The rhetoric of rights tended to objectify and distort the actual situation in which people found themselves. Rights were abstract, alienating, and individuating rather than concrete, liberating, and unifying. 12 These deficiencies were, in turn, reinforced by what might be called the "Lucy-and-the-football" phenomenon. The possibility of vindicating legal rights was endlessly dangled before the dispossessed. Rights were in fact vindicated frequently enough so as to keep people in the game. However, the indeterminacy of rights allowed courts to yank them away just when any truly meaningful reform seemed within reach. Consequently, endless time and energy were wasted in the pursuit of legal remedies, when the time might better have been spent organizing nonlegal popular resistance. (578)

Agree with it or no, I certainly think that portrays the argument in a delightful, succinct, and lucid manner.

Incidentally, Volokh-the-younger also links to Jack Balkin's Deconstruction's Legal Career [27 Cardozo L. Rev. 719 (2005)], which is a spectacular piece and one I cannot recommend highly enough.

Tuesday, March 13, 2007

Meehan Has Left The Building

Massachusetts Democratic Representative Marty Meehan is resigning from Congress to become the chancellor of UMass-Lowell. The coverage has focused on the fact that this creates a truly competitive Bay State House race for the first time in five years (Gov. Deval Patrick needs to call for a special election within 160 days). That's true (there are undoubtedly a lot of talented Massachusetts Dems who have been yearning to advance in the Party), and it should be interesting. But I just want to point out that Meehan is the point man on the effort to repeal the military's odious Don't Ask Don't Tell policy. He's got 116 co-sponsors and rumors of momentum. I hope that the other Representatives working on this issue can keep this issue moving in his absence.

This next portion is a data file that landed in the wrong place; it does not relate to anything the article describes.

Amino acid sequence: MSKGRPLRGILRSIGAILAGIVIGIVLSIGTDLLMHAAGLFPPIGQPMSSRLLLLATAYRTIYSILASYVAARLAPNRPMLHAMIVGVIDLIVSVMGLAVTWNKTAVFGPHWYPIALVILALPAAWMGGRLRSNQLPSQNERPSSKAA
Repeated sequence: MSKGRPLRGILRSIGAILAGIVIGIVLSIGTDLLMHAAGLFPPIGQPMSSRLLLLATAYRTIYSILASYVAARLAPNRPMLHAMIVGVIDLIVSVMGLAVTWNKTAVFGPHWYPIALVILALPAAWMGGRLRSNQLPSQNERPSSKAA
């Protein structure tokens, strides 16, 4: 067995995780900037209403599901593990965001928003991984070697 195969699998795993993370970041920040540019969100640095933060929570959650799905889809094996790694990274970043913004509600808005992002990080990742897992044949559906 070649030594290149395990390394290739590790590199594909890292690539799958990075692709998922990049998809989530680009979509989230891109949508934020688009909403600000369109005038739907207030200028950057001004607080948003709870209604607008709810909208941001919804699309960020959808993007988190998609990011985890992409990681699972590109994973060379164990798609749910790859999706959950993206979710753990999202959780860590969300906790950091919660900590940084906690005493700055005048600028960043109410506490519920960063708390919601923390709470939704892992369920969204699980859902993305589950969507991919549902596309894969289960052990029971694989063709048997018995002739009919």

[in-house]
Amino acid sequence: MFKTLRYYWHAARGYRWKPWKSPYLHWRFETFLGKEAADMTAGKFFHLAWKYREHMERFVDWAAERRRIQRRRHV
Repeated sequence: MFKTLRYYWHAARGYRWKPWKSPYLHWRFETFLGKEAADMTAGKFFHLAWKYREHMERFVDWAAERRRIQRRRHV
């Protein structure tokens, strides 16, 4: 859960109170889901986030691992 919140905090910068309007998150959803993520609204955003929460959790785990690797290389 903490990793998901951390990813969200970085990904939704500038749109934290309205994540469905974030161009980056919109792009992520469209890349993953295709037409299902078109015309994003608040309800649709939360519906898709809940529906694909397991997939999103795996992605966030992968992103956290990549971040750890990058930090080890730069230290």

Monday, March 12, 2007

UNHRC: Lost Cause?

After reading yet another article detailing how the UN Human Rights Council's single-minded focus on Israel to the expense of any other human rights issue in the world, Julien Ku asks if it is time to abandon the idea of a UN human rights body altogether, at least for the near term.
Rather than whining about the U.N., etc., a more interesting question whether there could ever be a Human Rights Council with a broad-based membership that achieves fundamental agreement on the applicability of universal human rights norms. The consistent failure of this or any HRC to achieve broad consensus is not necessarily the result of political machinations by "bad" countries. Rather, it may reflect the more unsettling reality that there is no serious or broad consensus on what those norms are, despite lots of claims contained in human rights treaties to the contrary.